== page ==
SARATOGA SPRINGS, N.Y. — This pleasant, relaxed Upstate town has long been known for its mineral baths and horse racing. But since the Saratoga Performing Arts Center opened here 20 years ago, it has become an important venue for dance.
The Arts Center was inaugurated as the summer home of New York City Ballet, which has spent three weeks here every July since 1966. A short walk away from the 5,000-seat semi-enclosed theater where the ballet performs, the 500-seat Little Theater is making its own claim on the dance world's attention, playing host this summer to the companies of Twyla Tharp, Laura Dean and Alwin Nikolais, along with Hubbard Street Dance Company.
All this dance activity, and the support it has received from both patrons and audience members, helps explain why Saratoga is the home of the new National Museum of Dance, currently in the midst of its opening ("preview") season in the newly restored Washington Bathhouse, a Saratoga Spa State Park landmark built in 1924.
Situated on the same grounds as the Arts Center, the museum, which opened July 8, was the brainchild of several officers and board members of the older institution.
Although its Dance Hall of Fame will be inaugurated next year, the museum is already a bustling enterprise. Three exhibitions have been attracting close to 200 visitors a day. The response to the new venture caught its administrators unaware; the gift shop sold out in two days and they had to make frantic phone calls to replenish its stock.
Early in 1984, Lewis Swyer, the Arts Center's board chairman (now also chairman of the museum); Herbert Chesbrough, its president, and board member Marylou Whitney formulated their plan for a museum devoted to American dance. Chesbrough described it as "a natural complement to the development of a major dance festival for Saratoga Springs." Their proposal was accepted by the state in August, 1984; the arrangement called for the museum to pay rent of $1 a year for 20 years.
"The plan was in keeping with the cultural aesthetic of the park," notes Alison Moore, the museum's director since January. "The building was in terrible condition--the roof leaked, there was water everywhere. It was appalling. So the plan for the museum was very mutually beneficial."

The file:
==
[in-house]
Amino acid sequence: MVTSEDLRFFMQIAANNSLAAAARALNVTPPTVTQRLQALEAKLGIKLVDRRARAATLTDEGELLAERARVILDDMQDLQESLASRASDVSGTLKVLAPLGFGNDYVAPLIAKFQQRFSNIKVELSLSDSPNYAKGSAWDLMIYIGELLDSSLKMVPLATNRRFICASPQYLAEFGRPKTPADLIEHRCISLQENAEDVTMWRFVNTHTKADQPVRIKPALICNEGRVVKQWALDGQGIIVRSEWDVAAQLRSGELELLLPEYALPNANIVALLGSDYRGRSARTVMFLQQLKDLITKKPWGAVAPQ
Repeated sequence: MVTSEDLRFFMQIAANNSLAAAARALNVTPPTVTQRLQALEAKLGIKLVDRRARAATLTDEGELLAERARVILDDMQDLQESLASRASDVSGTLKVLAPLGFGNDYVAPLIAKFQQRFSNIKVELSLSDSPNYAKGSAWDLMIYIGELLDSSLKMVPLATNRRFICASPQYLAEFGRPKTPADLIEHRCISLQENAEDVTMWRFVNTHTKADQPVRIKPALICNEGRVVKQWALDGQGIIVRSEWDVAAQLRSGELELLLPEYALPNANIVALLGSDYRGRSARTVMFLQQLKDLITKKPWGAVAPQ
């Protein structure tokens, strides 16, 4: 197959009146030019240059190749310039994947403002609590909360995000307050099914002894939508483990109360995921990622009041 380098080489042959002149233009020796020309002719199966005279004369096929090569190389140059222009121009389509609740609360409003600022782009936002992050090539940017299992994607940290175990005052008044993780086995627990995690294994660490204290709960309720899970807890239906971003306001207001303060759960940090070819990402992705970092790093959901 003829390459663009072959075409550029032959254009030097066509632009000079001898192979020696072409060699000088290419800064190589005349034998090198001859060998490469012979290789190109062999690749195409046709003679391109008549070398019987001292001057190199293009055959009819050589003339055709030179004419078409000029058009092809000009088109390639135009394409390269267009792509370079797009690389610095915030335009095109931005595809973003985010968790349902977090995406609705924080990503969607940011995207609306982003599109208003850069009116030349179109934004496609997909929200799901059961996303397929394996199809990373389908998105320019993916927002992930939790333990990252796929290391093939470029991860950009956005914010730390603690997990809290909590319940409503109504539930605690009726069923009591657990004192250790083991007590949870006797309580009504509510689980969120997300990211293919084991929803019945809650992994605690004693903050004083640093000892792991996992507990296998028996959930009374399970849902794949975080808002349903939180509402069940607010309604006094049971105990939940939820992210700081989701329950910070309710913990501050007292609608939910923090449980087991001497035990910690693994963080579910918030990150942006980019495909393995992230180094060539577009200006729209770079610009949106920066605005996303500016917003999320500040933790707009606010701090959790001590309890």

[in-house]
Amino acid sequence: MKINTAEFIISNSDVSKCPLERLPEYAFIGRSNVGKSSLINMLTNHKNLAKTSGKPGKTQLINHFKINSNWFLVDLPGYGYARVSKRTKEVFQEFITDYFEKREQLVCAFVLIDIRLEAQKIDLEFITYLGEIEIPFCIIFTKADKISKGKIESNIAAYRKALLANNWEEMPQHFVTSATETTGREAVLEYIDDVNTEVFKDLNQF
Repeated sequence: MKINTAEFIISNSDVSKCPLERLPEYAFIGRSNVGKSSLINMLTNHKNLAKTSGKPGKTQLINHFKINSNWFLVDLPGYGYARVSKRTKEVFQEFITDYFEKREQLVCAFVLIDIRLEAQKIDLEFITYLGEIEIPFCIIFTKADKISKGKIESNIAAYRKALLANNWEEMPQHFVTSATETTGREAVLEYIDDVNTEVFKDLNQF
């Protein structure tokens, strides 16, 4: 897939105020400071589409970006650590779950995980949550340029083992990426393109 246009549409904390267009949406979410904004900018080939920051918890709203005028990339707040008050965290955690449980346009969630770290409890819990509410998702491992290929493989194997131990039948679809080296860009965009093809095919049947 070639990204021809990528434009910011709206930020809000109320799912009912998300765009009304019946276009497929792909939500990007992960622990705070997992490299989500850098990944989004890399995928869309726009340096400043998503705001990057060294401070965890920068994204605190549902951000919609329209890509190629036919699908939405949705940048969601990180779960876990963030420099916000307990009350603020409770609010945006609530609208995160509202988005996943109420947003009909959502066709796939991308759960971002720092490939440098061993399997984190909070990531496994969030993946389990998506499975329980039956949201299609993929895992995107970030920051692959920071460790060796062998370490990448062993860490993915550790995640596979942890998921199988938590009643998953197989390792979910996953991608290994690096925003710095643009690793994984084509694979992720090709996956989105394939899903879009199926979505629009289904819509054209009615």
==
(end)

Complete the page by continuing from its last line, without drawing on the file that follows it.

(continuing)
Three phases of renovation were planned. The first, at a cost of $750,000, was completed in time for the July opening.
Two 5,000-square-foot exhibition galleries, spacious and functional, and the elegant, airy entryway and foyer, were created in the formerly dilapidated space.
In one gallery, devoted to modern dance, are two separate but complementary exhibits. "Made in America: Modern Dance Then and Now," an impressive collection of large photographs documenting the development of modern dance from 1890 to the present, originated at the American Dance Festival in 1984 and has also been seen at the Library and Museum of Performing Arts in New York City.
"Tracking, Tracing, Marking, Pacing" consists of work on paper (drawing, notations and diagrams) by a wide range of experimental choreographers and performing artists, including Dana Reitz, Lucinda Childs and Robert Longo. Many of the drawings are accompanied by photographs documenting the performances represented in the works on paper.
The ballet gallery features the only one of the three exhibits that originated at the museum. "Dressing the Ballet" is a straightforward presentation of costumes culled from the repertories of several major ballet companies. Erte's costumes for Jerome Robbins' "In G Major" are on display, as are a number of Karinska classics, such as costumes for Balanchine's "Jewels" and "Liebeslieder Walzer."
One can examine the lavish intricacy of the Fairy Godmother's costume from American Ballet Theatre's recent "Cinderella," as well as costumes on loan from the Joffrey Ballet, San Francisco Ballet, Dance Theater of Harlem and others.
But all this is only a beginning, Moore promises. She looks forward to more thoroughly researched and documented exhibits; this year's short start-up period precluded doing anything complex. She also feels strongly about the museum's educational program, which began with a series of museum-sponsored master classes taught by the choreographers appearing at the Arts Center.
The second phase of renovation, which Moore would like to see completed by next year, but for which fund raising has only recently gotten under way, calls for a resource center, including dance literature, films and videotapes and study areas, along with a 100-seat theater for screening.
Farther down the line, three dance studios are to be built on the land behind the existing building, offering dance training and providing a base for the many summer dance programs that take place in Saratoga.